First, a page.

The "July War" showcased Hizballah's evolution into an adaptive, skillful, cohesive fighting force capable of registering some measure of success on the battlefield against a much larger and better equipped enemy, says this report from the Washington Institute.
As the cease-fire between the Tamil Tiger terrorist group and the Sri Lankan government crumbles, the South Asian nation is on the verge of being engulfed in another round of its decades-old civil war.
There are concerns the war in Lebanon may have pushed two of the world's most prominent terrorist groups closer together. Though Al-Qaeda and Hezbollah have shared interests in opposing the United States and Israel, their sectarian differences have been aggravated by the conflict in Iraq.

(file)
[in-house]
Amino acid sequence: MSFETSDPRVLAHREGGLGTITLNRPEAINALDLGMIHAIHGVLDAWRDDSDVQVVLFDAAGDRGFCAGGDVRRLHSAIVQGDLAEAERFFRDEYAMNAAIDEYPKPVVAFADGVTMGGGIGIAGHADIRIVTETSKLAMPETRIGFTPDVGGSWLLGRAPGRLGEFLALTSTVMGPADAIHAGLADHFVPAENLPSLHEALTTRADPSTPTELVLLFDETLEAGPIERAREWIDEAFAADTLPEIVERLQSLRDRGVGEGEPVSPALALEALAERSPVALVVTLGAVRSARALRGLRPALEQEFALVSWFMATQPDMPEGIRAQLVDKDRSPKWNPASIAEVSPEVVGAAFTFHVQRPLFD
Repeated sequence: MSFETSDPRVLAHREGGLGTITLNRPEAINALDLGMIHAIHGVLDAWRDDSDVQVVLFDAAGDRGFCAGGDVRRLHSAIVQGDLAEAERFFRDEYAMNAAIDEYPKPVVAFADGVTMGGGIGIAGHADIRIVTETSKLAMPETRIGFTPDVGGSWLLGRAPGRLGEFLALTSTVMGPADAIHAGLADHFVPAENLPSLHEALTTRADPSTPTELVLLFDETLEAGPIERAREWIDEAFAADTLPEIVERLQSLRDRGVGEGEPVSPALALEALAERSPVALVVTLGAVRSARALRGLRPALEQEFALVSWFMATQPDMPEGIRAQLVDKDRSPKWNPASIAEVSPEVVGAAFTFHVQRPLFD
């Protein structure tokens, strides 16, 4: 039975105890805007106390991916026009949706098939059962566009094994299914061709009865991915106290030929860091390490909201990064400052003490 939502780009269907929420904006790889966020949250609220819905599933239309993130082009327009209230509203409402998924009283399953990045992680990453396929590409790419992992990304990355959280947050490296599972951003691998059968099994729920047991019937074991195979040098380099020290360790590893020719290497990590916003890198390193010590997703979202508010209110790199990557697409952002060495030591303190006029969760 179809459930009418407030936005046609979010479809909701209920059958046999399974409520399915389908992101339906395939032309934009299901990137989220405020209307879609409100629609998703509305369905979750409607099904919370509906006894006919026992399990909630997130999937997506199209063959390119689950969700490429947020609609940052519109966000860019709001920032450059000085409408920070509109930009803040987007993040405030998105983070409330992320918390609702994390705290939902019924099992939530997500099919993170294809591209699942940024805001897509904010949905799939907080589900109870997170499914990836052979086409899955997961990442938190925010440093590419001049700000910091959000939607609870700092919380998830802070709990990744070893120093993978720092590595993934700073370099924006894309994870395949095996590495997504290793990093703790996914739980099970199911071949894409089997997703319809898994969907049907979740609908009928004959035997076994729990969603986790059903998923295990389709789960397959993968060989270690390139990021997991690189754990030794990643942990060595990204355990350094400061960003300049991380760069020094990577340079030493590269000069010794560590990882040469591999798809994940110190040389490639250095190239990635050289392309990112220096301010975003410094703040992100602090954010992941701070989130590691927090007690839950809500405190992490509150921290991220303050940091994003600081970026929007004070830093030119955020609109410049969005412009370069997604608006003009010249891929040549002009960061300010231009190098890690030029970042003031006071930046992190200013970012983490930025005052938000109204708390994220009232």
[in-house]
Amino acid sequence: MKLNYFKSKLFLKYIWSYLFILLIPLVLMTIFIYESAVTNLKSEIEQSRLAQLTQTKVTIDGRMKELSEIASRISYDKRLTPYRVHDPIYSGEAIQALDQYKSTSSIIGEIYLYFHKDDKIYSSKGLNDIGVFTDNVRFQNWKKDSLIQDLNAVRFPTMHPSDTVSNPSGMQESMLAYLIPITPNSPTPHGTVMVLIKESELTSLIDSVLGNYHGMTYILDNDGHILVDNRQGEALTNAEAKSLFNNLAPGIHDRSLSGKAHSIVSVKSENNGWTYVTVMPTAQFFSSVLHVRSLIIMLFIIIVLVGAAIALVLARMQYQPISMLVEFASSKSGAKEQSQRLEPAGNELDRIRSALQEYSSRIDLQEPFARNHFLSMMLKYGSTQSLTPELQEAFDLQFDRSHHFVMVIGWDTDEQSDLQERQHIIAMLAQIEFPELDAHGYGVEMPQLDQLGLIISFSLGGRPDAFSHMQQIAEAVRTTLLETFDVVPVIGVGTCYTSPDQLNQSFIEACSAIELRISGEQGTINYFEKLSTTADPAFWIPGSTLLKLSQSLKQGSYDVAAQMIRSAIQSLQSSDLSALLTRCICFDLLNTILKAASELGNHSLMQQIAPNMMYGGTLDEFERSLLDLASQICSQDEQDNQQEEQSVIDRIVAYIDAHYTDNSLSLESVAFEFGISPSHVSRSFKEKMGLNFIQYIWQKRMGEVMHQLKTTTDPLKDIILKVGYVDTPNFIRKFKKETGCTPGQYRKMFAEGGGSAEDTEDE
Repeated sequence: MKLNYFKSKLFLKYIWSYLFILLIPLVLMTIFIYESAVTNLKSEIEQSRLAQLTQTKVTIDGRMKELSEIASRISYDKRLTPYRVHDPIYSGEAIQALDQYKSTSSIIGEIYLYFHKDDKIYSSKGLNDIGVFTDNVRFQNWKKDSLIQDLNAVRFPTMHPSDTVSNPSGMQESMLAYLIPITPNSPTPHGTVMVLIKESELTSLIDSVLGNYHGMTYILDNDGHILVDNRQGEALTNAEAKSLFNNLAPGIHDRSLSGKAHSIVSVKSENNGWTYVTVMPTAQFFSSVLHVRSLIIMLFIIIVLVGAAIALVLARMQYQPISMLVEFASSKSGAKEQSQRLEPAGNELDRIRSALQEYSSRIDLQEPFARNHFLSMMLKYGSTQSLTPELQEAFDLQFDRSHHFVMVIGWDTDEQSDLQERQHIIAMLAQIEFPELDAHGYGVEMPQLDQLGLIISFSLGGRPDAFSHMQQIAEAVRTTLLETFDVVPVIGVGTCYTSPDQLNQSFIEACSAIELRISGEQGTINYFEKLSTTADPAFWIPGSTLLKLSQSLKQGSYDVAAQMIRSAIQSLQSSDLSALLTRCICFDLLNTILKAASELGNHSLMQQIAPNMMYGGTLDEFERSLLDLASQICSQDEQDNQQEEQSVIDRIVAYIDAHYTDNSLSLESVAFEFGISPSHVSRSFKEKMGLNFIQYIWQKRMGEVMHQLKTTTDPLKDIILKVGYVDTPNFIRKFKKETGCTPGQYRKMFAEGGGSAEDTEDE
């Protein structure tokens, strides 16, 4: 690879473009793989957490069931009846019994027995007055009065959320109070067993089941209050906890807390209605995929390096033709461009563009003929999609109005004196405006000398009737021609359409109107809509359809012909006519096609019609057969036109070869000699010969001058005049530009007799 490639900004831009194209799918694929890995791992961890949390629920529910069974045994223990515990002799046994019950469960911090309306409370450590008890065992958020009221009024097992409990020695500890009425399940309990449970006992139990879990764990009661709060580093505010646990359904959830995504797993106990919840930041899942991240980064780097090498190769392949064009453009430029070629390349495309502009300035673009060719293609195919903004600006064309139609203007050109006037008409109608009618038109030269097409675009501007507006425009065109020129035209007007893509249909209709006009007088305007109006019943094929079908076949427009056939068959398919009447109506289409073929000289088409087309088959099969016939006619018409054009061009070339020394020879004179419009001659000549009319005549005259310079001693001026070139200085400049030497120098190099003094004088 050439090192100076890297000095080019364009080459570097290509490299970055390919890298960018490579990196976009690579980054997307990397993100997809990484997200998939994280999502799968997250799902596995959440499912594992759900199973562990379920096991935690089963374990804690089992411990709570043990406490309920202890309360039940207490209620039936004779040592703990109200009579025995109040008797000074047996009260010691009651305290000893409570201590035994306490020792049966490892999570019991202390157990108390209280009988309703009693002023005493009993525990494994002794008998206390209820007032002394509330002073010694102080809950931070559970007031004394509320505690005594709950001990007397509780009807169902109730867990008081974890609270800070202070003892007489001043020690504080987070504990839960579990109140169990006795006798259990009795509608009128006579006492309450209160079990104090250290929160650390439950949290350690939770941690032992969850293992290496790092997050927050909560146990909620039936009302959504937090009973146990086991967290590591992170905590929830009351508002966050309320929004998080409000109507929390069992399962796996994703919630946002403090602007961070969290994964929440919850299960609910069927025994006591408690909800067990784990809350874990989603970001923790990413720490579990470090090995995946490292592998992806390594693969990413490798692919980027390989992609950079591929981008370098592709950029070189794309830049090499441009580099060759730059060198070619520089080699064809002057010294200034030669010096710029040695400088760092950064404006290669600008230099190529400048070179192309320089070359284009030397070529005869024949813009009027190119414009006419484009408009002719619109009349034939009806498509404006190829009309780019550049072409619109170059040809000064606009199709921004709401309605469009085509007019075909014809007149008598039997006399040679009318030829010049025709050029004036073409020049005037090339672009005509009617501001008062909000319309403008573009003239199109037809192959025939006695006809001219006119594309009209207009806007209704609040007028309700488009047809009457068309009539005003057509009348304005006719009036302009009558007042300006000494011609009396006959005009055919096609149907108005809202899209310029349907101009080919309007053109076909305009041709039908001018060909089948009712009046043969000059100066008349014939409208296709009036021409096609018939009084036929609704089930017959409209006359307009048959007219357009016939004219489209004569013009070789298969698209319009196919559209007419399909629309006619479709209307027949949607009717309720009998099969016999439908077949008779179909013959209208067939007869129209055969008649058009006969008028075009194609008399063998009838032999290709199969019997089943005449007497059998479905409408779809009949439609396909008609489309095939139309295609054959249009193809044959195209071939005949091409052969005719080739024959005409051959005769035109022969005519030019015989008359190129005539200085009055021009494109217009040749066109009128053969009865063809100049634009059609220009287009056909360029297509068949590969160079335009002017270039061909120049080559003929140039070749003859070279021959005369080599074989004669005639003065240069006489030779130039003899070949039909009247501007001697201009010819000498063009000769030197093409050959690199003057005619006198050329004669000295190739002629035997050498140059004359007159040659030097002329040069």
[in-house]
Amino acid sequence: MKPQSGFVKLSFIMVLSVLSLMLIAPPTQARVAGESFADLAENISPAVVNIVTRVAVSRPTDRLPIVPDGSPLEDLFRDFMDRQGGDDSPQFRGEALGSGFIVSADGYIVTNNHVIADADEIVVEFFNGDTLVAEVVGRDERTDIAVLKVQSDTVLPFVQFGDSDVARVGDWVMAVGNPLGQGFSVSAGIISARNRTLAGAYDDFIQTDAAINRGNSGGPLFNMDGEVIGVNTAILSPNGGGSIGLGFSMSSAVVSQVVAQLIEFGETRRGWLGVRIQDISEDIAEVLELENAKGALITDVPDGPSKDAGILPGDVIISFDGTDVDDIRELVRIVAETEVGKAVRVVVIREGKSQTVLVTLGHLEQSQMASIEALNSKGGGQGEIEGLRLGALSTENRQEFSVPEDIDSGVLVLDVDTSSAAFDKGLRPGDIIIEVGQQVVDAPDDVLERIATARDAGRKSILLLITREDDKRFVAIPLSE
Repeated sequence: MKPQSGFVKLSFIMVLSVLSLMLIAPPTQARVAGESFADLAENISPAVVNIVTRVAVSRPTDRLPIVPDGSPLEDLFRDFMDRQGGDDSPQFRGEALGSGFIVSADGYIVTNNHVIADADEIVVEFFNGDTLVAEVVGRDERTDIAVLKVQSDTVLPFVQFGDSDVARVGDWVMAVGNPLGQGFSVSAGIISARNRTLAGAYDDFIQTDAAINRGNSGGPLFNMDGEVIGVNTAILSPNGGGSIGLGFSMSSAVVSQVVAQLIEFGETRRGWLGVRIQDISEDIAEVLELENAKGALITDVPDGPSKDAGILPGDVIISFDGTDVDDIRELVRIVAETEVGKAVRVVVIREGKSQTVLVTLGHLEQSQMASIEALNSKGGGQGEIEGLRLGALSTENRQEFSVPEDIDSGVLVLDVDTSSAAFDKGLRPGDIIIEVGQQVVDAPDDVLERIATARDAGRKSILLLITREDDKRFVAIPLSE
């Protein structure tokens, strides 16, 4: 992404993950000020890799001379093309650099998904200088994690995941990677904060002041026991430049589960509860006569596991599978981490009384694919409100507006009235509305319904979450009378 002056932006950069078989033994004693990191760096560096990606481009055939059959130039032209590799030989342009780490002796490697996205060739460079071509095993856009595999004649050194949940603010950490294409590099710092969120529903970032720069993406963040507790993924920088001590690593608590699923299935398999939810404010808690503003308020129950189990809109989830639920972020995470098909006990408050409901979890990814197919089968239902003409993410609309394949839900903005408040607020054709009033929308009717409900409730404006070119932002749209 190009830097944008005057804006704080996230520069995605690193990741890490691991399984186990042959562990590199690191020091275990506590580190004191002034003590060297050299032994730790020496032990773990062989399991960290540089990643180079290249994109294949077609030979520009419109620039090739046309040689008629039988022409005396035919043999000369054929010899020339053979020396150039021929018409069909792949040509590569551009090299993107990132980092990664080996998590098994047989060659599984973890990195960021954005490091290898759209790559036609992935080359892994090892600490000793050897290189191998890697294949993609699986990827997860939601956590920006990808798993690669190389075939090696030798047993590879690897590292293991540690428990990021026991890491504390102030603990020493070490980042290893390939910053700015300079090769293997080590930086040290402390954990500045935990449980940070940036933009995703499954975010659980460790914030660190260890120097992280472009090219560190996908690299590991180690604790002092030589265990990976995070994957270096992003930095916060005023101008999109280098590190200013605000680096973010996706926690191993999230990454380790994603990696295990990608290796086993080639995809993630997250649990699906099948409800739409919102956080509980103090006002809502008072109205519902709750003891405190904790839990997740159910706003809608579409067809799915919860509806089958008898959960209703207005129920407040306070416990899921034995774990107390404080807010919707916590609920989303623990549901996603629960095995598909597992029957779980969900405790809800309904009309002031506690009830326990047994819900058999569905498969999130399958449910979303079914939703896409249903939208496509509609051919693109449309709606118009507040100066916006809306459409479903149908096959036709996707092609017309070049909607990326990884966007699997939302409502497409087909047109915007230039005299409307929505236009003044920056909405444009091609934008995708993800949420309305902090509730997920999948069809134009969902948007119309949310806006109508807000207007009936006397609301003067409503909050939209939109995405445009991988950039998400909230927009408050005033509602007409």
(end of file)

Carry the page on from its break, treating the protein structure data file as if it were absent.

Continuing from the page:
Al-Qaeda and Hezbollah are supposedly rival groups on opposite sides of sectarian lines. Yet recent statements from senior al-Qaeda leadership suggest a common enemy may be drawing them together, and experts believe such a liaison could pose grave new dangers for the United States.
CFR Senior Fellow Steven Simon says the plot uncovered by British authorities to simultaneously down several aircraft over the Atlantic Ocean bears all the hallmarks of al-Qaeda and suggests the group is still a viable threat.
The Council on Foreign Relations' David Rockefeller Studies Program—CFR's "think tank"—is home to more than seventy full-time, adjunct, and visiting scholars and practitioners (called "fellows"). Their expertise covers the world's major regions as well as the critical issues shaping today's global agenda. Download the printable CFR Experts Guide.
The authors argue that it is essential to begin working now to expand and establish rules and norms governing armed drones, thereby creating standards of behavior that other countries will be more likely to follow.
The author examines Pakistan's complex role in U.S. foreign policy and advocates for a two-pronged approach that works to quarantine threats while integrating Pakistan into the broader U.S. agenda in Asia.